Finding the Right Culture Fit for Sales Enablement Roles
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When hunting for a new role, it can be easy to get bogged down by the nitty gritty of job descriptions – the technical requirements, tactical responsibilities, and preferred skills. It is certainly important to understand what you will be doing, but it is just as critical to know who you will be doing it for and why. That comes down to culture.
For roles within sales enablement, culture is an especially important consideration, as it is an inherently collaborative role. Working with many teams across the organization, sales enablement professionals need to understand how leaders make decisions, teams communicate, and ultimately, how employees treat each other.
Initial research using websites such as Glassdoor, Careerbliss, or Vault can be useful to get an overall idea of company culture. While sites like these can create a first impression and provide useful statistics, remember that ultimately, only you can decide what will be a good fit for you. People can have many different experiences within the same organization, so it is important to conduct your own analysis and evaluation of a company’s culture prior to deciding whether or not the job is right for you.
As much as interviewers are evaluating you, it is critical for you to evaluate fit as well. Here are a few ways practitioners can evaluate company culture for sales enablement roles, including the role of enablement within the organization, the company’s overall culture and goals, and the people with whom you will form close relationships with.
The Role of Sales Enablement Within the Organization
When evaluating culture fit, practitioners should aim to understand how sales enablement operates and is perceived by stakeholders within the organization. By understanding the value that sales enablement provides, and how other departments view sales enablement, practitioners can gain a clearer understanding of where challenges may arise when proving value, enlisting buy-in, or collaborating with cross-functional partners.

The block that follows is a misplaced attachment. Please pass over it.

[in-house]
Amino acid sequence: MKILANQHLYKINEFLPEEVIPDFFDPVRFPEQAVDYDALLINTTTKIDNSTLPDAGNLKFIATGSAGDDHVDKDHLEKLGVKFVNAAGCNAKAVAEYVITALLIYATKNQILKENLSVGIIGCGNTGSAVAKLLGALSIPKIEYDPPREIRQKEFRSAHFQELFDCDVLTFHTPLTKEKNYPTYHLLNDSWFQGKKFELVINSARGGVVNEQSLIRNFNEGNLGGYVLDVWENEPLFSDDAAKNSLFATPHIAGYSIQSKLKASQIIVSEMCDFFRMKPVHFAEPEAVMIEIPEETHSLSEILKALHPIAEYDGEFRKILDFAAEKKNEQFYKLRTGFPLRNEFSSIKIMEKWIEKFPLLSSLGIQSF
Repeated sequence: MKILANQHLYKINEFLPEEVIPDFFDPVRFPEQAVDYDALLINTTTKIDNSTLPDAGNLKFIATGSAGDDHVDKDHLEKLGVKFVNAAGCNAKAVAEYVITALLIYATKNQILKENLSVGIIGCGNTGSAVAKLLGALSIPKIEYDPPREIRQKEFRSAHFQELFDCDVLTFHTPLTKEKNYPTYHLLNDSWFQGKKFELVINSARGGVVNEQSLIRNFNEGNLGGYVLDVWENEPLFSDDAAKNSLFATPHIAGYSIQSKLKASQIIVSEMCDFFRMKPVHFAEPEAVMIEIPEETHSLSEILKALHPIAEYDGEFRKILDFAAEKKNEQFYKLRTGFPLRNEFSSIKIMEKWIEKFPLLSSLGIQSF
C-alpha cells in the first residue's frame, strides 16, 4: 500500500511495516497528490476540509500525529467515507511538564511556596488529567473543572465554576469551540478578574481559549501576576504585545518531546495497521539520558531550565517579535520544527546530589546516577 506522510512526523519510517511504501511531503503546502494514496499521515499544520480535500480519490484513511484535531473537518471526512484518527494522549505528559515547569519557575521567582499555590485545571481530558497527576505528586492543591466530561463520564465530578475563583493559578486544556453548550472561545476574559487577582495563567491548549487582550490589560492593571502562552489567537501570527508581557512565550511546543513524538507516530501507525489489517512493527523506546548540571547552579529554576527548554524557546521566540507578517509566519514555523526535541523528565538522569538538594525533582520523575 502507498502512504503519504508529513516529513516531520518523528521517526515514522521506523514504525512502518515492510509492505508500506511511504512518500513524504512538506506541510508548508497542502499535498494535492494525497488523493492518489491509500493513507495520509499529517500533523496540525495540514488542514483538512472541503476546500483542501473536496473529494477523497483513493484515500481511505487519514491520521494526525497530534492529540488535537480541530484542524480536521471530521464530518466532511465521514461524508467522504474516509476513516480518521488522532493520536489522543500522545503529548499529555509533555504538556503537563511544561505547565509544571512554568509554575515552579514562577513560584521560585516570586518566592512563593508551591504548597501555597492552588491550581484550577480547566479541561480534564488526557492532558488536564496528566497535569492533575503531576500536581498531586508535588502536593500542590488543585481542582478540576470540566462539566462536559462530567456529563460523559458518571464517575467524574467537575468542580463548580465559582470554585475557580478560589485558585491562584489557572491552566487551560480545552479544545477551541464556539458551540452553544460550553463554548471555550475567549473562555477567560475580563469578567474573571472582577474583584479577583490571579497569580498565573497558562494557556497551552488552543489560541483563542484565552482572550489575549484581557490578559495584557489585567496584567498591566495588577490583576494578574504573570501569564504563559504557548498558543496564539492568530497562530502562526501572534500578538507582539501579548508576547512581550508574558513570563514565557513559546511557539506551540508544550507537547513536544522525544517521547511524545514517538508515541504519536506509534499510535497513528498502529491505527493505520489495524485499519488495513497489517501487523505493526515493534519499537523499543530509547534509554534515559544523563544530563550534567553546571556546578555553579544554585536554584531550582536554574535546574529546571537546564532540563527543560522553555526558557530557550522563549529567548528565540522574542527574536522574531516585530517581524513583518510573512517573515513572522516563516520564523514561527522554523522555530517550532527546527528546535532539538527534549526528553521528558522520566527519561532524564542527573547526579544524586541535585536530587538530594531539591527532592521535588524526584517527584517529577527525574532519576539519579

In order to determine the role of sales enablement within the organization, practitioners should seek to learn the following:
- The long-term vision for the company and the sales organization. Pay attention to how sales enablement contributes to these visions for the organization. If goals for sales enablement or the responsibilities of the job itself don’t align with executive priorities, practitioners may have difficulty later down the road in proving the value of sales enablement or being seen as a strategic business partner.
- Reporting structures within the organization. Where sales enablement reports will give an indication of which teams sales enablement will work closely with, how the organization values sales enablement, and where core priorities for enablement lie. For example, sales enablement reporting to the CEO might indicate more top-down buy-in within the organization, while reporting to a sales leader might mean that sales enablement is more tuned-in to the daily workflows of reps.
Where sales enablement reports can have significant impact on alignment and the ability to help meet revenue goals. In fact, the State of Sales Enablement 2020 report found that teams with a tenure of more than two years that report to a revenue leader or an executive leader experience higher win rates than those that report to a marketing leader by 10 percentage points and 8 percentage points, respectively.